LEXINGTON, N.C. -- With a growing population of older Americans, the need for more end-of-life care is growing too. But it's a field doctors just aren't going into.
"There simply not enough physicians that specialize in hospice and palliative medicine," said Dr. Jennifer Davis, medical director for Hospice of Davidson County. "I do think it's a calling to do this kind of work, you have to have a lot of compassion, communication skills and excellent skills to keep [patients] comfortable."
To help fill the gap Dr. Davis has turned to medical residents.
"To see all the people that are involved in it, all the experiences that patients are going through -- it's no longer a black box that you don't know where you are sending these patients to, you actually see it," said Dr. Tony Nguyen, a resident from Wake Forest School of Medicine working at Hospice of Davidson County.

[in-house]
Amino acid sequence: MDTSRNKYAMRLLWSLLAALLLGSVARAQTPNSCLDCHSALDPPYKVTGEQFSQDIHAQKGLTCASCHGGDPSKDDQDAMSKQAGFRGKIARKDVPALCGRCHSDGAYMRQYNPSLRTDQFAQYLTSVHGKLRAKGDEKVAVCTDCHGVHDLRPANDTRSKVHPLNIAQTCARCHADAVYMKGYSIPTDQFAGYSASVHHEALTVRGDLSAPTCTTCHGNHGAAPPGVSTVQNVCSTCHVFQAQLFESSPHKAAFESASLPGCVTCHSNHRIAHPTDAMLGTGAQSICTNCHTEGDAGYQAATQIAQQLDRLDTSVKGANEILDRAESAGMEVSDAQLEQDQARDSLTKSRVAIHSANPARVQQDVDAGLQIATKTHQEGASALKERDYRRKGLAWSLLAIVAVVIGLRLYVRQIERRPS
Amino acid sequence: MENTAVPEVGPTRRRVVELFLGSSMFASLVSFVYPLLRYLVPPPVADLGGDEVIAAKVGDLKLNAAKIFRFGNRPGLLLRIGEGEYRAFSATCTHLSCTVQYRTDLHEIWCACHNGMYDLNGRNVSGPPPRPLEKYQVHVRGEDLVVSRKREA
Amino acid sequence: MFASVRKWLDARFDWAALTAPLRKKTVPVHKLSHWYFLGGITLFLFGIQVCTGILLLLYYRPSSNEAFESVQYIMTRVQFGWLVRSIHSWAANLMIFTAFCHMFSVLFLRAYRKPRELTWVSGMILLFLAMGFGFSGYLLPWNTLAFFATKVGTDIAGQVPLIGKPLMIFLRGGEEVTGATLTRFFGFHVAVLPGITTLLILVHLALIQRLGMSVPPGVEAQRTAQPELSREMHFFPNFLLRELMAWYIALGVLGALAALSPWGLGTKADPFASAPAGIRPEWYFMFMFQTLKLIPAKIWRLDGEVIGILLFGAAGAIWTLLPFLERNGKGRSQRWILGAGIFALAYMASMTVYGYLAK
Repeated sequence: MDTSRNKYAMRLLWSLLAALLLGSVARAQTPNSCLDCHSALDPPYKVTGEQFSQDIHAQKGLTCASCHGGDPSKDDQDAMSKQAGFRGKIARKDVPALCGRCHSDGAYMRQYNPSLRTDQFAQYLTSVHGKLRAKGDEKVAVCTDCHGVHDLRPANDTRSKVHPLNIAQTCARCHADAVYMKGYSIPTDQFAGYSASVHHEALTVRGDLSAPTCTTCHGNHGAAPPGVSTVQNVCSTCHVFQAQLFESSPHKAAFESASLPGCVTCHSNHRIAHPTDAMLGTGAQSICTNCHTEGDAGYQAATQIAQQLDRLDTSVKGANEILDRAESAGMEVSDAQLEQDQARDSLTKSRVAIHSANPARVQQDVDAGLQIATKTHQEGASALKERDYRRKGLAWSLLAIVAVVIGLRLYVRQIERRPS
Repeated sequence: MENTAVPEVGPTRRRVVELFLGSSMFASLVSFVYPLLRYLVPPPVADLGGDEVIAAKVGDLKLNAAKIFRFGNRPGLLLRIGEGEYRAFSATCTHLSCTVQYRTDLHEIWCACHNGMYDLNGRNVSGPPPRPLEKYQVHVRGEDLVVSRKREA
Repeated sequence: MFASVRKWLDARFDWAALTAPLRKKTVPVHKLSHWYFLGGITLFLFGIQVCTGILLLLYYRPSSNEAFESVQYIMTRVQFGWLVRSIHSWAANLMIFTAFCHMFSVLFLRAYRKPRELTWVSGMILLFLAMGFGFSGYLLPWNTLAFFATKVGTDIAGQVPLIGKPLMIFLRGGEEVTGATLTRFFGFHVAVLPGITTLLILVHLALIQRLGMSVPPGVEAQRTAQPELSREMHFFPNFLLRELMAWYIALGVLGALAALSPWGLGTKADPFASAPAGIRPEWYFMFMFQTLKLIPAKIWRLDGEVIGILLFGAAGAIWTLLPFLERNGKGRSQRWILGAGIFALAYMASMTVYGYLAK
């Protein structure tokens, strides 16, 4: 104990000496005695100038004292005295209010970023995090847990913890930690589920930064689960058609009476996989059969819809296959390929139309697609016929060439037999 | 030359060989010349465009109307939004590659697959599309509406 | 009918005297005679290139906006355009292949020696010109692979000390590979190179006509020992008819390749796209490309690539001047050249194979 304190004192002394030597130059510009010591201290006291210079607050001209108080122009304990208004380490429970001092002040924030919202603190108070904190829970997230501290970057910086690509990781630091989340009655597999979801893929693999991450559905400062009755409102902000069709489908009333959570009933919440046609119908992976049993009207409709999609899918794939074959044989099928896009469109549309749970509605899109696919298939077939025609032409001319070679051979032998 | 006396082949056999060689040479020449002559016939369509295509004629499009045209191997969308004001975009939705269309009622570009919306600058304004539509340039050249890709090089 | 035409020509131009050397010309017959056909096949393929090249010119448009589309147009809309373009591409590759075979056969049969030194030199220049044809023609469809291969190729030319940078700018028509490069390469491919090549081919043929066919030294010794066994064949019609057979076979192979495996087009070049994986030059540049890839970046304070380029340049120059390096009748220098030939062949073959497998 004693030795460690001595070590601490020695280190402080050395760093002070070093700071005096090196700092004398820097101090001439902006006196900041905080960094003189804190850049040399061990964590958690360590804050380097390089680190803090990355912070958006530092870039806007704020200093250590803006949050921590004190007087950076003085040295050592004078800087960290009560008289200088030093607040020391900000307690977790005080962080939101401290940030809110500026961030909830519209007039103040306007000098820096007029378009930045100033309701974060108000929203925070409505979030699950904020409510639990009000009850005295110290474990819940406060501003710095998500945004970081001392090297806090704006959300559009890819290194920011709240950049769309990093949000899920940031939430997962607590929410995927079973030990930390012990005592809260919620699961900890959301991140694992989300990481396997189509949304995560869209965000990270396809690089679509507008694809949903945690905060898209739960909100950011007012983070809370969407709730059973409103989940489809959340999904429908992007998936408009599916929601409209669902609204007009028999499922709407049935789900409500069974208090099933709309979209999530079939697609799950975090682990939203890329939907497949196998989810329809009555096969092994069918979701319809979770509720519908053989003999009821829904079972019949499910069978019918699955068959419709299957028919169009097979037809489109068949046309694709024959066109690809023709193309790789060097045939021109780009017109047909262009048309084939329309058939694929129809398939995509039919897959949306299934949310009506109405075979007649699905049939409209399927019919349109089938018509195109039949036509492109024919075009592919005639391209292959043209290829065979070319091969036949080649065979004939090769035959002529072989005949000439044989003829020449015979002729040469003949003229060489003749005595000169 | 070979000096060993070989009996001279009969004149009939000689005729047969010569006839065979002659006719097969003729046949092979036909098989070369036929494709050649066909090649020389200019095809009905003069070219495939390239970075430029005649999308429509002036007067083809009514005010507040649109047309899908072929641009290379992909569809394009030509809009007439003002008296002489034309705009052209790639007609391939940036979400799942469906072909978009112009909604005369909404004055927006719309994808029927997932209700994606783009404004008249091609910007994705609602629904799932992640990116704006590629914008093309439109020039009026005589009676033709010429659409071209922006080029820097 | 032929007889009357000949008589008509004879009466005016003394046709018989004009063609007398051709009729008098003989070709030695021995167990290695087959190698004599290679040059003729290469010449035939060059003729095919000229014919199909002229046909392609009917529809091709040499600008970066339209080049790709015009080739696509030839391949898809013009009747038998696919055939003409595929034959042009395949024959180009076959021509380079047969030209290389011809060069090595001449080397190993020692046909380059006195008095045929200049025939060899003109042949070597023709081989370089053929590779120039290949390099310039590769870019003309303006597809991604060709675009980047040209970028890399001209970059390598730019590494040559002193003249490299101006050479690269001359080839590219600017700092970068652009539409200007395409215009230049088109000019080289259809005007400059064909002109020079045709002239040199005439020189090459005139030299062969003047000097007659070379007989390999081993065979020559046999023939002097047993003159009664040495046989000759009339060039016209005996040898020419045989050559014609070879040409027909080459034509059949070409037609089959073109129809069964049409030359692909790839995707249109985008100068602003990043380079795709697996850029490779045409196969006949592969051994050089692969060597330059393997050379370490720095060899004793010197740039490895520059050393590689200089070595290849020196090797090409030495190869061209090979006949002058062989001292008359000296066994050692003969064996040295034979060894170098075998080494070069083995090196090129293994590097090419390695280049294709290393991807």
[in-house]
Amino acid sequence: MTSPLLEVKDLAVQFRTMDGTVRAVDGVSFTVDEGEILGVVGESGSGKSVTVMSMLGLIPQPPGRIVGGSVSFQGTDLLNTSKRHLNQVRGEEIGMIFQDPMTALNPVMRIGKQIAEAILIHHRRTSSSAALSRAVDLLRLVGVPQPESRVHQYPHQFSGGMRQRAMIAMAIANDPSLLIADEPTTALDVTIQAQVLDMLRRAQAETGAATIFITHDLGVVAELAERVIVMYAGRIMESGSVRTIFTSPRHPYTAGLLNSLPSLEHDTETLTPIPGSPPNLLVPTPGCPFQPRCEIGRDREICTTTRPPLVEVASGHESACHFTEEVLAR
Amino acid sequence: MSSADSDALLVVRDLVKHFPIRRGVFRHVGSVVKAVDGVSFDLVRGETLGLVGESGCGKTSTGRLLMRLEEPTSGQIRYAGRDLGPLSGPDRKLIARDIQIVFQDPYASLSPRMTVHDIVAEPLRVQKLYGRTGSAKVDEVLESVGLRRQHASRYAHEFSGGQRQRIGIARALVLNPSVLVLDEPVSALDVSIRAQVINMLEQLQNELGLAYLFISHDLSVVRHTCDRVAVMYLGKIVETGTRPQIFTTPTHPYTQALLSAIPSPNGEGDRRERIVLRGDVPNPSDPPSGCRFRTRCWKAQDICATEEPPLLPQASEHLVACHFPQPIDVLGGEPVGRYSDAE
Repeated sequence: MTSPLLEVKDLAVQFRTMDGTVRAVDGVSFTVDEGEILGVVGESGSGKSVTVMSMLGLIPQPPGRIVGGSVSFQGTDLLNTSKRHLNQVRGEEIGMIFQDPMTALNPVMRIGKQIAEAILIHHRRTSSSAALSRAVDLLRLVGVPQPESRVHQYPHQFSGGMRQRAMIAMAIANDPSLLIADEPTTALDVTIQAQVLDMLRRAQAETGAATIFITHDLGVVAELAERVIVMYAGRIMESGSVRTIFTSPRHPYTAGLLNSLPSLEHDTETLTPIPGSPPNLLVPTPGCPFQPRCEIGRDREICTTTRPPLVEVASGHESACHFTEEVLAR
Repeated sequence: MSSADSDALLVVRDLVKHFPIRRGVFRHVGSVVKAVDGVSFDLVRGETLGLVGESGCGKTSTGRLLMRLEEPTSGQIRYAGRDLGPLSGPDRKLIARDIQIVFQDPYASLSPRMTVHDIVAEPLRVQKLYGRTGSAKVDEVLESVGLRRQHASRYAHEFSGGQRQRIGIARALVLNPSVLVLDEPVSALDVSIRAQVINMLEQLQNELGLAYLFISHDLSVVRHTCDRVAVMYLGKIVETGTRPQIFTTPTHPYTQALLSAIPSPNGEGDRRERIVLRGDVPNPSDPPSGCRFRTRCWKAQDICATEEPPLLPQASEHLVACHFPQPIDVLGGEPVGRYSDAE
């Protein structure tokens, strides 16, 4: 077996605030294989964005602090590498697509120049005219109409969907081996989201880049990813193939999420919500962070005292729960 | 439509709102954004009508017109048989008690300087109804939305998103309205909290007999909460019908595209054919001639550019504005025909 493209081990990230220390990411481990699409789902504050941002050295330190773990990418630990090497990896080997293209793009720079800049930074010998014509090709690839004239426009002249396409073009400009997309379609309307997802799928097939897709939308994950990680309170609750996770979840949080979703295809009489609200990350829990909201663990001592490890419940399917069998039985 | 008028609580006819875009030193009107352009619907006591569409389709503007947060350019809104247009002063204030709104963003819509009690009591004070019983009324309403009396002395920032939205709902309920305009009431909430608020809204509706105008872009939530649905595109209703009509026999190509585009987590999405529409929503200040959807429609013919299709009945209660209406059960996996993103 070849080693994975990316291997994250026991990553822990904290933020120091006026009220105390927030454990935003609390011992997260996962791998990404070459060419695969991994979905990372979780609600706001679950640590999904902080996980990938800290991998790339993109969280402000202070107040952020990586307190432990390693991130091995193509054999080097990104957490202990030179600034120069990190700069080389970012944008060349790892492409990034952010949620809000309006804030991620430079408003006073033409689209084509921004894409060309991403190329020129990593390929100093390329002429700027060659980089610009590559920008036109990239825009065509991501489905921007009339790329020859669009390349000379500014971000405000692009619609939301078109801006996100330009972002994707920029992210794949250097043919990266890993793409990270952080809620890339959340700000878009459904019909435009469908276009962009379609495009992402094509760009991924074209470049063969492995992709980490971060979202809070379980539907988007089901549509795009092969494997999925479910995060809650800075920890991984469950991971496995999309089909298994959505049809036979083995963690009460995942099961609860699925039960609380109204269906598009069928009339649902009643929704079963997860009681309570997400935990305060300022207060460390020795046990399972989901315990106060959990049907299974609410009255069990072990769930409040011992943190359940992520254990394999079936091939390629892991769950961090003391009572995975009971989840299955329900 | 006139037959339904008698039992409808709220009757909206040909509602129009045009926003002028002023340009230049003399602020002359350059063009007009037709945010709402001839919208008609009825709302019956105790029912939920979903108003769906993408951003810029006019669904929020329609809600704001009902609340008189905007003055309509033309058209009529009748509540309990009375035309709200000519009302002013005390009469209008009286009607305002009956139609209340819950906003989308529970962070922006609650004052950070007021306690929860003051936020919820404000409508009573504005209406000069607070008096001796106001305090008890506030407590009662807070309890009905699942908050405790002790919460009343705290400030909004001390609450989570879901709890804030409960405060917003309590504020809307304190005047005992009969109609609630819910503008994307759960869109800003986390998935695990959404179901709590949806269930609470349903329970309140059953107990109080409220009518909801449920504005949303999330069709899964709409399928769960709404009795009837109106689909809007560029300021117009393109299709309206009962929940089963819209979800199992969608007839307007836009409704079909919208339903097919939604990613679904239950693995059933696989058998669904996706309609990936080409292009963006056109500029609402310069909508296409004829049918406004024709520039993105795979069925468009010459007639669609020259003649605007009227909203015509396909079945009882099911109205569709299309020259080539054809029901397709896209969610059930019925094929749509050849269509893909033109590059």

Dr. Nguyen believes no matter what specialty a doctor may go into, all students can benefit from working in hospice care. "Hopefully new doctors such as myself can rise to that occasion," he said. "For those who don't choose that specialty, at least they can get exposed to it so they can help those patients make informed decisions, make them feel a little more comfortable."
According to AAHPM, a professional organization for hospice and palliative medicine physicians, between 8,000 to 10,000 physicians specialists are needed to meet the demands of hospice nationwide, but only about 4,500 are specializing in the field.
By having more residents working here, Dr. Davis hopes it will help more see the joy that comes from helping those at the end of life. A specialty many doctors may have to provide anyway as the aging population grows.
"Because of the shortage our primary care physicians in the community, our hospitals are going to end up doing hospice and palliative care at least at a basic level because there is not enough specialists to take care of the aging population."